Tradeoffs between maize silage yield and nitrate leaching in a Mediterranean Nitrate-vulnerable zone under current and projected climate scenarios

Bruno Basso (Lead / Corresponding author), Pietro Giola, Benjamin Dumont, Massimiliano De Antoni Migliorati, Davide Cammarano, Giovanni Pruneddu, Francesco Giunta

Research output: Contribution to journalArticle

9 Citations (Scopus)
126 Downloads (Pure)

Abstract

Future climatic changes may have profound impacts on cropping systems and affect the agronomic and environmental sustainability of current N management practices. The objectives of this work were to i) evaluate the ability of the SALUS crop model to reproduce experimental crop yield and soil nitrate dynamics results under different N fertilizer treatments in a farmer's field, ii) use the SALUS model to estimate the impacts of different N fertilizer treatments on NO3- leaching under future climate scenarios generated by twenty nine different global circulation models, and iii) identify the management system that best minimizes NO3- leaching and maximizes yield under projected future climate conditions. A field experiment (maize-triticale rotation) was conducted in a nitrate vulnerable zone on the west coast of Sardinia, Italy to evaluate N management strategies that include urea fertilization (NMIN), conventional fertilization with dairy slurry and urea (CONV), and no fertilization (N0). An ensemble of 29 global circulation models (GCM) was used to simulate different climate scenarios for two Representative Circulation Pathways (RCP6.0 and RCP8.5) and evaluate potential nitrate leaching and biomass production in this region over the next 50 years. Data collected from two growing seasons showed that the SALUS model adequately simulated both nitrate leaching and crop yield, with a relative error that ranged between 0.4% and 13%. Nitrate losses under RCP8.5 were lower than under RCP6.0 only for NMIN. Accordingly, levels of plant N uptake, N use efficiency and biomass production were higher under RCP8.5 than RCP6.0. Simulations under both RCP scenarios indicated that the NMIN treatment demonstrated both the highest biomass production and NO3- losses. The newly proposed best management practice (BMP), developed from crop N uptake data, was identified as the optimal N fertilizer management practice since it minimized NO3- leaching and maximized biomass production over the long term.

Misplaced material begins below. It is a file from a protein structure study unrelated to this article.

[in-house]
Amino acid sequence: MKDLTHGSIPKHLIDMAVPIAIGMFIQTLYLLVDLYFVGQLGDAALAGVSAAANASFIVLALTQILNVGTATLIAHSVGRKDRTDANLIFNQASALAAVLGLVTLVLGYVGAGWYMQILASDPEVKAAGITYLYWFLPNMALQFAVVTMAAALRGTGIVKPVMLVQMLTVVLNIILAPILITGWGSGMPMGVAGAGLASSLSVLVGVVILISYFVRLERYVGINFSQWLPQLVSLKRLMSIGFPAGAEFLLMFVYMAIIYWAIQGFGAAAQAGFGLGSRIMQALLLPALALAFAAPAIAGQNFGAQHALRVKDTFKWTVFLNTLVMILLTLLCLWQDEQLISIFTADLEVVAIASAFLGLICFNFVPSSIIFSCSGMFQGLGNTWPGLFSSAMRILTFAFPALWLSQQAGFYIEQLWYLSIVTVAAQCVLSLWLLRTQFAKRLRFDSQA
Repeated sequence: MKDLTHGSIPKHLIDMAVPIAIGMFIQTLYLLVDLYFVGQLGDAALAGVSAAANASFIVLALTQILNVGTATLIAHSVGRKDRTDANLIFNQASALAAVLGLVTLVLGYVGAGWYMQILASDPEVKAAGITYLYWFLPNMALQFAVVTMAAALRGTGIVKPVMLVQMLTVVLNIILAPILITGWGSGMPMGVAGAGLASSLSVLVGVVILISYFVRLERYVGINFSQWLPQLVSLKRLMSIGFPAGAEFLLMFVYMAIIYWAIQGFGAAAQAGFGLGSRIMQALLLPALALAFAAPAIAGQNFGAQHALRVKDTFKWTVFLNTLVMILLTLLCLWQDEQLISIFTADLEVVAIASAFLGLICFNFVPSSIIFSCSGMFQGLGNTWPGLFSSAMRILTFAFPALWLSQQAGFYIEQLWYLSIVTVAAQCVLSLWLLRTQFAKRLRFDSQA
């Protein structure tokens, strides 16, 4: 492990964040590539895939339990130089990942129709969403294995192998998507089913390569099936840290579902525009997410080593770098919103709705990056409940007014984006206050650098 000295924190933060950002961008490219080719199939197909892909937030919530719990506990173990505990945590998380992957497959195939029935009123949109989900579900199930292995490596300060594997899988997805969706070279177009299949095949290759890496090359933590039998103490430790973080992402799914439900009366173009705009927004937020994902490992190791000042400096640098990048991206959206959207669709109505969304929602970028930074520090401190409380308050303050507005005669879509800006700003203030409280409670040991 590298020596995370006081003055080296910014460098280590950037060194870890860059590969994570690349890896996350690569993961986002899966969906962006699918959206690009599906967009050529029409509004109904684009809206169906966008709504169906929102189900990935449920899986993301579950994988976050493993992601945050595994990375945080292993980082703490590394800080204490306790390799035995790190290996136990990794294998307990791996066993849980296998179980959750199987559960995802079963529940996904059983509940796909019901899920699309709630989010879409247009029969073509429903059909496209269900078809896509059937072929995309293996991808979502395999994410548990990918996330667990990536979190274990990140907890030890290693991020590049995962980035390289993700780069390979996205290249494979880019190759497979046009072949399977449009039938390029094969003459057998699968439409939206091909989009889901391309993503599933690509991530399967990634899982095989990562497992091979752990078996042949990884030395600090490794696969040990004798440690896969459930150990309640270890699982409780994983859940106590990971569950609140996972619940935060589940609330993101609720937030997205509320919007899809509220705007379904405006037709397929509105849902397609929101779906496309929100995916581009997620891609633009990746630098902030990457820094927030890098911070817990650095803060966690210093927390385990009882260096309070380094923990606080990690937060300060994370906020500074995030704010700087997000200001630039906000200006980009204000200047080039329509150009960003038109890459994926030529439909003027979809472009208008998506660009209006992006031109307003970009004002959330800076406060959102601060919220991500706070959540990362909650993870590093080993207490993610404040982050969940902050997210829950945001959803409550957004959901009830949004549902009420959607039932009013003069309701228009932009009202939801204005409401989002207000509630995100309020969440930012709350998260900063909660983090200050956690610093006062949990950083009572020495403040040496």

Original languageEnglish
Article numbere0146360
Number of pages24
JournalPLoS ONE
Volume11
Issue number1
DOIs
Publication statusPublished - 19 Jan 2016

Keywords

  • Biomass
  • Climate change
  • Crops, Agricultural
  • Fertilizers
  • Mediterranean Region
  • Nitrates
  • Nitrogen cycle
  • Zea mays
  • Journal article
  • Research support, Non-U.S. Gov't
  • Research support, U.S. Gov't, Non-P.H.S.

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